A natural direction to extend Kaltofen’s result is to prove analogous factor size bounds in more restricted / more general models than arithmetic circuits. Kaltofen’s proofs do not extend to the restricted models, as reusing previous computations is costly for these models. Recent works in this area focused on models like constant depth circuits, arithmetic formulas, arithmetic branching programs. In a beautiful work, Oliveira (CCC 2015) proved that factors of a low-depth circuit/formula can be computed by small low-depth circuits/formulas, if we assume that the individual degree of the given polynomial is bounded by constant. In a follow-up work, Dutta, Saxena and Sinhababu (DSS, STOC 18) showed poly (s^log d) factor size upper bound for arithmetic formulas and branching programs.

In this work, we show poly (s,d) factor size upper bound for the model of arithmetic branching programs (ABP). Whereas the works of Oliveira and DSS used different versions of Newton iteration, we use the classic technique of Hensel lifting. Although Newton iteration and Hensel lifting are related techniques, the latter gives better bound for ABPs. We also use that the determinant of a symbolic matrix can be computed by a small ABP. In this talk, we give a brief survey of the earlier works and present the main ideas of our proof.

Paper: https://image.informatik.htw-aalen.de/~thierauf/Papers/ABP-factors.pdf

Title: Testing Noisy Linear Equations for Sparsity

Abstract: Consider the following basic problem in sparse linear regression – an algorithm gets labeled samples of the form (x, w.x + \eps) where w is an unknown n-dimensional vector, x is drawn from a background distribution D and \eps is some independent noise. Given the promise that w is k-sparse, the breakthrough work of Candes, Rhomberg and Tao (2005) shows that w can be recovered with samples and time which scales as O(k log n). This should be contrasted with general linear regression where O(n) samples are information theoretically necessary.

In this talk, we look at this question from the vantage point of property testing and study the decision variant of the following question – namely, what is the complexity of deciding if the unknown vector w is k-sparse (or at least say 0.01 far from k-sparse in \ell_2 distance). We show that the decision version of the problem can be solved with samples which are independent of n as long as the background distribution D is i.i.d. and the components are not Gaussian. We further show that weakening any of the conditions in this result necessarily makes the complexity scale as log n (thus showing our results are tight).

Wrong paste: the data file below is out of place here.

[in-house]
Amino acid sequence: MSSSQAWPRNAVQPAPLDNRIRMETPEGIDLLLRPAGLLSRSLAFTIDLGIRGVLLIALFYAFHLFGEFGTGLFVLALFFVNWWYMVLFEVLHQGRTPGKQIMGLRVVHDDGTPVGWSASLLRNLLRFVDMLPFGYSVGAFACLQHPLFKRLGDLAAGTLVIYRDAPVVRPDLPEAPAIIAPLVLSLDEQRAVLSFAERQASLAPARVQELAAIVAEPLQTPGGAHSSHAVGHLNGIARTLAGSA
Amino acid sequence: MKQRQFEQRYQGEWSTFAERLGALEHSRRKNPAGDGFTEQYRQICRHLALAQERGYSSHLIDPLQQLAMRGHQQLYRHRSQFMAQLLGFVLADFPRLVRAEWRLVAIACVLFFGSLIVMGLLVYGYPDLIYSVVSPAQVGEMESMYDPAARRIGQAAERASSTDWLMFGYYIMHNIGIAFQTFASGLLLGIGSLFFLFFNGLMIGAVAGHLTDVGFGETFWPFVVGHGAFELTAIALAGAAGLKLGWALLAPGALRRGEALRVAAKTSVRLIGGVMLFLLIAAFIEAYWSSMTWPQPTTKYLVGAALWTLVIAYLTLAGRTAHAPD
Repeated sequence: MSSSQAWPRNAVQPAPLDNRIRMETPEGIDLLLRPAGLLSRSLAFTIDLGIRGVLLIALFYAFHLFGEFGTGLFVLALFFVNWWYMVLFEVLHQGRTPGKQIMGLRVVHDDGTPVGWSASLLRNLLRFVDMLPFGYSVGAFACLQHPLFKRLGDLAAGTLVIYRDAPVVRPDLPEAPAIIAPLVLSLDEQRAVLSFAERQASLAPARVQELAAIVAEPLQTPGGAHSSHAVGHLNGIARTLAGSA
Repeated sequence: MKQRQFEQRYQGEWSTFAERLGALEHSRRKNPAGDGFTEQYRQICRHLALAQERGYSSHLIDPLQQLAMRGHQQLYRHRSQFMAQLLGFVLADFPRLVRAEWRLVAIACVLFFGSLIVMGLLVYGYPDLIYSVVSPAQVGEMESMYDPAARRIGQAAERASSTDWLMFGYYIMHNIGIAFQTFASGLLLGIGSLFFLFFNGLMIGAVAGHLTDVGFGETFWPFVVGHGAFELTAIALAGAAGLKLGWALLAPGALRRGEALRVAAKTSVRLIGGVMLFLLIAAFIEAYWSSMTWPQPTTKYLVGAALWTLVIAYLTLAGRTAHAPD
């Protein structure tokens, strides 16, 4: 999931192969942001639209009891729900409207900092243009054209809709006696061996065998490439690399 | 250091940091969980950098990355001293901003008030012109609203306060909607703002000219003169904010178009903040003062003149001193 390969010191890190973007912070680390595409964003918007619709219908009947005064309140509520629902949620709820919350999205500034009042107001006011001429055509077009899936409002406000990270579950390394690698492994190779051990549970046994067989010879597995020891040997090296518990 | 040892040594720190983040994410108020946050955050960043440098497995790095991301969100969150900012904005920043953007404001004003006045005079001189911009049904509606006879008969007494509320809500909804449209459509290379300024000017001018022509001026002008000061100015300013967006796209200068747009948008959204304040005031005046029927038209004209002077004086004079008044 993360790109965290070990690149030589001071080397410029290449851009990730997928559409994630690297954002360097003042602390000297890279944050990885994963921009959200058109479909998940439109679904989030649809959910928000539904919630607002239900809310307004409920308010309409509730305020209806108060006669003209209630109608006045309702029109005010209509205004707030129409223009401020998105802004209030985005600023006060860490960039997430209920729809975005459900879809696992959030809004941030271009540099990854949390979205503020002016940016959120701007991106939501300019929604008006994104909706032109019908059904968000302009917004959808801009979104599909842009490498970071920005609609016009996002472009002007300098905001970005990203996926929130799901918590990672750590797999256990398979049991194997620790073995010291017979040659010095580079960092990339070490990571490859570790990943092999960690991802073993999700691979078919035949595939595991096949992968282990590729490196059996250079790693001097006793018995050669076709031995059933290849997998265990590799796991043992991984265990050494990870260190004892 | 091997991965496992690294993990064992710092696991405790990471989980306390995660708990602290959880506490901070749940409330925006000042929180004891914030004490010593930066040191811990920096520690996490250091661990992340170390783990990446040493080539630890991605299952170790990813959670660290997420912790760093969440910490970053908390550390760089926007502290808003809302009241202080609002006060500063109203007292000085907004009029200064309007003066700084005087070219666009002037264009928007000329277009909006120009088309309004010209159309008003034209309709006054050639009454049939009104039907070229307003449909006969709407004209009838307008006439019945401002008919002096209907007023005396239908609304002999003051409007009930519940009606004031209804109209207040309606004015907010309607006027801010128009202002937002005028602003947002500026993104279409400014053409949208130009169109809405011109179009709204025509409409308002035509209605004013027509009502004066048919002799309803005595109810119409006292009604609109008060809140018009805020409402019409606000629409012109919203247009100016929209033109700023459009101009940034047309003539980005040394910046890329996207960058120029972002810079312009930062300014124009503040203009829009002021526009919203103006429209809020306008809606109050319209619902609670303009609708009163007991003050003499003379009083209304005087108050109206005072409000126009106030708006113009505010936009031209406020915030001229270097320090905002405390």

Joint work with Xue Chen (Northwestern) and Rocco Servedio (Columbia).

Title: A Spectral Approach to Network Design

Abstract: In this talk, I will present a spectral approach to design approximation algorithms for network design problems. We observe that the underlying mathematical questions are the spectral rounding problems, which were studied in spectral sparsification and in discrepancy theory. We extend these results to incorporate additional non-negative linear constraints, and show that they can be used to significantly extend the scope of network design problems that can be solved. Our algorithm for spectral rounding is an iterative randomized rounding algorithm based on the regret minimization framework. In some settings, this provides an alternative spectral algorithm to achieve constant factor approximation for the classical survivable network design problem.

Joint work with Lap Chi Lau. Arxiv link of the manuscript: https://arxiv.org/abs/2003.07810

Title: Forecasting algorithms: a new approach to randomized lower bounds

Abstract: In this talk, I’ll present a new approach to randomized lower bounds, particularly in a setting in which we wish to give a fine-grained analysis of randomized algorithms that achieve small bias. The approach is as follows: instead of considering ordinary randomized algorithms which give an output in {0,1} and may err, we switch models to look at “forecasting” randomized algorithms which output a confidence in [0,1] for whether they think the answer is 1. When scored by a proper scoring rule, the performance of the best forecasting algorithm is closely related to the bias of the best (ordinary) randomized algorithm; however, the forecasting algorithms (when analyzed using the right scoring rule) have elegant mathematical properties that make them more amenable to analysis.

As an application, I’ll present a new minimax theorem for randomized algorithms, which can be viewed as a strengthening of Yao’s minimax theorem. Yao’s minimax theorem guarantees the existence of a hard distribution for a function f such that solving f against this distribution (to a desired error level) is as hard as solving f in the worst case (to that same error level). However, the hard distribution provided by Yao’s theorem depends on the chosen error level. Our minimax theorem removes this dependence,giving a distribution which certifies the hardness of f against all bias levels at once. In recent work, we used this minimax theorem to give a tight composition theorem for randomized query complexity.